Sexual harassment is defined as the abuse of power, by involving sex, which violates the individual’s autonomy or right to pursue his/her legitimate interests without harmful interference by others, especially when the person is vulnerable, e.g. a patient, employee, child or elderly person. It has elements of coercion and violation of trust. When this is made known in the media the organisation and even an entire profession maybe adversely affected.
Harassment within organisations
The US produced extensive legislations about this in 1980, and defines harassment in the workplace as: Unwelcome sexual advances, request for sexual favour, and other verbal or physical conduct of a sexual nature constitutes sexual harassment when submission to such conduct is made either explicitly or implicitly a term or condition of an individual’s employment, submission to or rejection of such conduct by an individual is used as basis for employment decisions affecting such individual, or such conduct has the purpose or effect of unnecessary interfering with an individual’s work performance or creating an intimidation, hostile or offensive working environment.
Hostile work environment constitutes unwelcome sexual advances, requests or other sexual conduct that may be unreasonable interfere with work performance or create an intimidating or offensive work environment.
Harassment of patients
This is forbidden as it violates the autonomy of the patient/client, who is already vulnerable. It also violates the trust of colleagues in the organisation and profession. If the feelings are genuine and voluntarily returned the relationship should only be pursued once the patient-health professional relationship no longer exists. The question arises, whether this violates the right to freedom of association, but one also needs to remember that the patients’ vulnerability may extend beyond the period of the professional relationship.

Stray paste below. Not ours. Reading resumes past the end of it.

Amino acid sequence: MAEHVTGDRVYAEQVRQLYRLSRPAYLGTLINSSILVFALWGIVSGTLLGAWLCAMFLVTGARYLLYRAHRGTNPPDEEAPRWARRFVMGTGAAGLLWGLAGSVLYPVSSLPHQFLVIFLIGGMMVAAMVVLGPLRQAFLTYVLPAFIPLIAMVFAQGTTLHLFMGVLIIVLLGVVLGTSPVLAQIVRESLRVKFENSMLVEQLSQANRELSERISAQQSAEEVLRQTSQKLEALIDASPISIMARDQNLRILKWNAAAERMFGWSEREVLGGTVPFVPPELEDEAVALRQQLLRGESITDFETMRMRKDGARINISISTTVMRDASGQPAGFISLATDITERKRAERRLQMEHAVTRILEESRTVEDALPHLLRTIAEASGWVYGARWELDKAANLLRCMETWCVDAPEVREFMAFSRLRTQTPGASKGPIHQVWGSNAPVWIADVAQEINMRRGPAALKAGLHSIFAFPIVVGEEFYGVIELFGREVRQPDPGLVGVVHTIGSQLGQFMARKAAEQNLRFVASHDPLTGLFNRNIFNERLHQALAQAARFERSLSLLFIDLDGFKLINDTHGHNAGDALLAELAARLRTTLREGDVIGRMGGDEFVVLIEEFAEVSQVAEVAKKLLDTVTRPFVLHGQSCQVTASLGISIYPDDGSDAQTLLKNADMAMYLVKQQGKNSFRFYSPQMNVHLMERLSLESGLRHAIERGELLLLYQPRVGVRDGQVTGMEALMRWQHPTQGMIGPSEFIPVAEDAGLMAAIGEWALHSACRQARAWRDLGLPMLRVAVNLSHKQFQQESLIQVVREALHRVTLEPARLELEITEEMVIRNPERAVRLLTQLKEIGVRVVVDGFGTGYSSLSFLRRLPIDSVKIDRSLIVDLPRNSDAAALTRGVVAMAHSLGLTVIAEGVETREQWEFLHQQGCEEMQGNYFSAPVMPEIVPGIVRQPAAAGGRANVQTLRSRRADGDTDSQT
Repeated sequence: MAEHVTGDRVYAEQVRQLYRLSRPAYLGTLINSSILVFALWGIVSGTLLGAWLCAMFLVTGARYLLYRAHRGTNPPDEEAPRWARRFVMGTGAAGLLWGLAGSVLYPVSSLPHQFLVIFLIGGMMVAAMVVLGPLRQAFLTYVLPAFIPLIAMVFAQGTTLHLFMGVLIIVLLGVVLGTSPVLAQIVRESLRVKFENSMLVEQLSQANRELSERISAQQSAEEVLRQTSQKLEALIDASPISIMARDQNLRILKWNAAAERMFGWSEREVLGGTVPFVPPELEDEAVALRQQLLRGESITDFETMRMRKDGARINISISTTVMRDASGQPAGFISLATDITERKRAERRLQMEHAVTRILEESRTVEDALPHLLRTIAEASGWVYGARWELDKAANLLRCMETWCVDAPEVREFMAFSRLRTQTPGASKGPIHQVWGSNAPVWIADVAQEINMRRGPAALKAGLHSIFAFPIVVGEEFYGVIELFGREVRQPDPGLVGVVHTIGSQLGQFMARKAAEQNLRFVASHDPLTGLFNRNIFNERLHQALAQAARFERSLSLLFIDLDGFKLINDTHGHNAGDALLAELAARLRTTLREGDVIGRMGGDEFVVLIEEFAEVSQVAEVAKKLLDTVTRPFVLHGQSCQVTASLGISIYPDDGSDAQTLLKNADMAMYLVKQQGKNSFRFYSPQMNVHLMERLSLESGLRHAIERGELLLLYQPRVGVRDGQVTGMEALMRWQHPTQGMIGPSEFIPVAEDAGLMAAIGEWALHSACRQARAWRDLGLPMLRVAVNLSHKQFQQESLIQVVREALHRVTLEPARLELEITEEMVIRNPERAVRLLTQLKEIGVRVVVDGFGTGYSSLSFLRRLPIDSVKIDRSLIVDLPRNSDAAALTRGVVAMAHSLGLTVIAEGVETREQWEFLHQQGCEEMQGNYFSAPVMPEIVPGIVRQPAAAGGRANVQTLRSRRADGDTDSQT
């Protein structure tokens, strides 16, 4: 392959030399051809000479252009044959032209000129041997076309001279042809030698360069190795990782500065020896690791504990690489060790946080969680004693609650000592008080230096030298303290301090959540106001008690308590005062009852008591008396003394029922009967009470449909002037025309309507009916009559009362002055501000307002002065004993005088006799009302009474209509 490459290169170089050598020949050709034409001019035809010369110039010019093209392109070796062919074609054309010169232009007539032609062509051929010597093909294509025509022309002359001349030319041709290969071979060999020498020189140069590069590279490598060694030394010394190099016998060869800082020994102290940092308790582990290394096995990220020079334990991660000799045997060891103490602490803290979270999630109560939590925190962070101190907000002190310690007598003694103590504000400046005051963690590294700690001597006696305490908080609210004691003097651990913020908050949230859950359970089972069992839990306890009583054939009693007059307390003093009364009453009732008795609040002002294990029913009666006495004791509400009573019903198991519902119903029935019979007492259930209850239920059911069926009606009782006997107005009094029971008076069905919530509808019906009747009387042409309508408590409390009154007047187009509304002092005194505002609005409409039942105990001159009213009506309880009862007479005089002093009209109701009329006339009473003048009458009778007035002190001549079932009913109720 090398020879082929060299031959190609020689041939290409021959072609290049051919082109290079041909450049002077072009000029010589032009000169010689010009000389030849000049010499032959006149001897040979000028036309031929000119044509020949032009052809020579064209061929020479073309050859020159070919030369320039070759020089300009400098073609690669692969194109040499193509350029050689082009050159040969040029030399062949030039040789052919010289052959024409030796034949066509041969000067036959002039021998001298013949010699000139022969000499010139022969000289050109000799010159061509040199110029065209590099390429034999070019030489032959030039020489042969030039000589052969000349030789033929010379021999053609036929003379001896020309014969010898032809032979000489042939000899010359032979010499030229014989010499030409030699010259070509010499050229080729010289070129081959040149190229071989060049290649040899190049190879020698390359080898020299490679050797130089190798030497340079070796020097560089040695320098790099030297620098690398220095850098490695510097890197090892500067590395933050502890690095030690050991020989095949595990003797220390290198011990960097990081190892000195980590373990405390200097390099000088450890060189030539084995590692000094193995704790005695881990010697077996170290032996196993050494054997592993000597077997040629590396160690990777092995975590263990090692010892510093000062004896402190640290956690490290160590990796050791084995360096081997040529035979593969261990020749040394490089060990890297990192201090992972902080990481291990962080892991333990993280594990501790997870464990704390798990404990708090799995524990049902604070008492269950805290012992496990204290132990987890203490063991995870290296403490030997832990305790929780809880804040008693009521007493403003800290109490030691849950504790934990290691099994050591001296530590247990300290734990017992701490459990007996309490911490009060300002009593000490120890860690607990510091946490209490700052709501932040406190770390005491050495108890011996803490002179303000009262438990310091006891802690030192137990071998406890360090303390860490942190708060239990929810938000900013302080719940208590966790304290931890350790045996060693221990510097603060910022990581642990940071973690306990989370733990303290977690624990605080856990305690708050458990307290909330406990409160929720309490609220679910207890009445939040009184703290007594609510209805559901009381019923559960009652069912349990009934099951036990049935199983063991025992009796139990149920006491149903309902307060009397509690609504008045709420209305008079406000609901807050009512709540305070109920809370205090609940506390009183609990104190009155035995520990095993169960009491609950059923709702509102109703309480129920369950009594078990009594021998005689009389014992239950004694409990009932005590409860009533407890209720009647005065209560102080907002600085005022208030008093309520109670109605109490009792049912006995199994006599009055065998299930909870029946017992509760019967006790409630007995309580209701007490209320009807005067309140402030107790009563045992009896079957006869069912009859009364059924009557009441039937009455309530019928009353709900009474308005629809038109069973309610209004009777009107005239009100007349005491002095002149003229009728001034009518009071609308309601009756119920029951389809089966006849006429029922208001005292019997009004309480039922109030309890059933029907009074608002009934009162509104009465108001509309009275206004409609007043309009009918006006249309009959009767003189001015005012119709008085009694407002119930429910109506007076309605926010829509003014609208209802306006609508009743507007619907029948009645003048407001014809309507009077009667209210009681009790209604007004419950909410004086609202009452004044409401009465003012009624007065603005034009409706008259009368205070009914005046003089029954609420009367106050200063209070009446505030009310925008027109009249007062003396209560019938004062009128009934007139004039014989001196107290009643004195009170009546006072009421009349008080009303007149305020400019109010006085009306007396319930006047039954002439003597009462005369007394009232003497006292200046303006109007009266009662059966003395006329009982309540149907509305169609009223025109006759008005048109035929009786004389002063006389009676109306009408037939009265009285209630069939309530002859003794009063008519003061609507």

Harassment by patients
This appears to be far more common problem in physiotherapy where therapists come into close physical contact with patients. Patient behaviour may also be altered by medication, due to their altered physical and/or psychological state, isolation and damaged self-esteem. Several studies have established that up to more than 90% of physiotherapists and physiotherapy students have experienced some form of sexual harassment, ranging from mildly inappropriate to moderate to severely inappropriate sexual behaviour. When it is mild, most will ignore it or not respond, whereas if it is severe, appropriate disclosure and a note in the patient’s folder should result, usually with a just outcome and reassignment of the patient to another therapist. Moderately inappropriate behaviour presents the most difficulty, as it cannot be ignored but it is also difficult to pinpoint and describe. Sometimes an institution may fail to respond appropriately as patient satisfaction may be more important in order to maintain the business and this leaves the therapist without protection or fairness. It may even be considered whistle blowing, which can be interpreted as revealing secrets and even question his/her integrity. Institutions should afford employees the same legal protection as it does patients/clients, as in the long run sexual harassment harms quality care and the institution’s image. The following steps are suggested by Gabard and Martin (quoting Scot, who is both an attorney and a physical therapist):
- Investigate the victim’s complaint
- Counsel the offender to stop
- Transfer the patient to another therapist
- Consult other professionals, as appropriately
- If the patient persists in sexual harassment, remove him/her from service
- Cooper, I. & Jenkins, S. (2008). Sexual boundaries between physiotherapists and patients are not perceived clearly: an observational study. Australian Journal of Physiotherapy, 54:275-279
- New Zealand Society of Physiotherapy policy on Professional Sexual Boundaries.